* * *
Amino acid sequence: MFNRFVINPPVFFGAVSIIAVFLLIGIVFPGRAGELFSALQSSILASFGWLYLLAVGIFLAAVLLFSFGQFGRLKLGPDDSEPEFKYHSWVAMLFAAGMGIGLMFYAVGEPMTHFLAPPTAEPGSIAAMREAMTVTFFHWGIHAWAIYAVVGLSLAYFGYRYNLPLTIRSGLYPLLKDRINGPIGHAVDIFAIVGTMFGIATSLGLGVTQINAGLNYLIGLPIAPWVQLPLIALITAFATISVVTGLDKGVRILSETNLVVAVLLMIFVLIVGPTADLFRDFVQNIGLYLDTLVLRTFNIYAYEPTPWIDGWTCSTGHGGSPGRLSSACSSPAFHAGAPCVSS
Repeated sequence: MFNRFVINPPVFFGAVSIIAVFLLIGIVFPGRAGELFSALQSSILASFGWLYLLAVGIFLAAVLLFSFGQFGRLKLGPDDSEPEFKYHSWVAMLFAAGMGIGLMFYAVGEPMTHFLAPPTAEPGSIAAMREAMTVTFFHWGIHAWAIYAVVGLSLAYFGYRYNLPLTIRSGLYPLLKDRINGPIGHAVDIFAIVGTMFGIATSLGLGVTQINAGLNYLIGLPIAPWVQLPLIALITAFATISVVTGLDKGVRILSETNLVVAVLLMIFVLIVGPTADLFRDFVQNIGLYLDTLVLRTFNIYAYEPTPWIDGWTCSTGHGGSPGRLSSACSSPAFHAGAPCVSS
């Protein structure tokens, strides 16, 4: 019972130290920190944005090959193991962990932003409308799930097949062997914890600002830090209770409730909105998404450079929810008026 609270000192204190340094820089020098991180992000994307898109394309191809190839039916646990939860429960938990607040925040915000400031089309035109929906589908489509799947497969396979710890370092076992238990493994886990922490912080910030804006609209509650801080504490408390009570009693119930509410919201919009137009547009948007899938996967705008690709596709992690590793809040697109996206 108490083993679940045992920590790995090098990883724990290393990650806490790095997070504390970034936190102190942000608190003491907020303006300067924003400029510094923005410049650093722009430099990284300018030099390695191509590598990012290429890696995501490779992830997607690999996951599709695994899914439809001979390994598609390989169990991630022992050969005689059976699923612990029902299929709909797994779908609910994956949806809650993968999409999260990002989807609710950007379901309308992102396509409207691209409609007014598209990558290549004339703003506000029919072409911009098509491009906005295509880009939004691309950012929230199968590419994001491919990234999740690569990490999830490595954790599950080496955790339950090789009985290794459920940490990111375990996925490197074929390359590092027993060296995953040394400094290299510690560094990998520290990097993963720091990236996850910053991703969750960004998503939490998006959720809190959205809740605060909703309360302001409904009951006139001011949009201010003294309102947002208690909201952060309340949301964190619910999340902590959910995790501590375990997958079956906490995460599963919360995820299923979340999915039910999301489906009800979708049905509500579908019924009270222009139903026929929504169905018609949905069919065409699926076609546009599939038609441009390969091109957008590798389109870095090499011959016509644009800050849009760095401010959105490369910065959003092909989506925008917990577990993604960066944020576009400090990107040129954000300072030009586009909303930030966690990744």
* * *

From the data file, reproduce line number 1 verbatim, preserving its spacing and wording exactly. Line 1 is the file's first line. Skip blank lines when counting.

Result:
Amino acid sequence: MFNRFVINPPVFFGAVSIIAVFLLIGIVFPGRAGELFSALQSSILASFGWLYLLAVGIFLAAVLLFSFGQFGRLKLGPDDSEPEFKYHSWVAMLFAAGMGIGLMFYAVGEPMTHFLAPPTAEPGSIAAMREAMTVTFFHWGIHAWAIYAVVGLSLAYFGYRYNLPLTIRSGLYPLLKDRINGPIGHAVDIFAIVGTMFGIATSLGLGVTQINAGLNYLIGLPIAPWVQLPLIALITAFATISVVTGLDKGVRILSETNLVVAVLLMIFVLIVGPTADLFRDFVQNIGLYLDTLVLRTFNIYAYEPTPWIDGWTCSTGHGGSPGRLSSACSSPAFHAGAPCVSS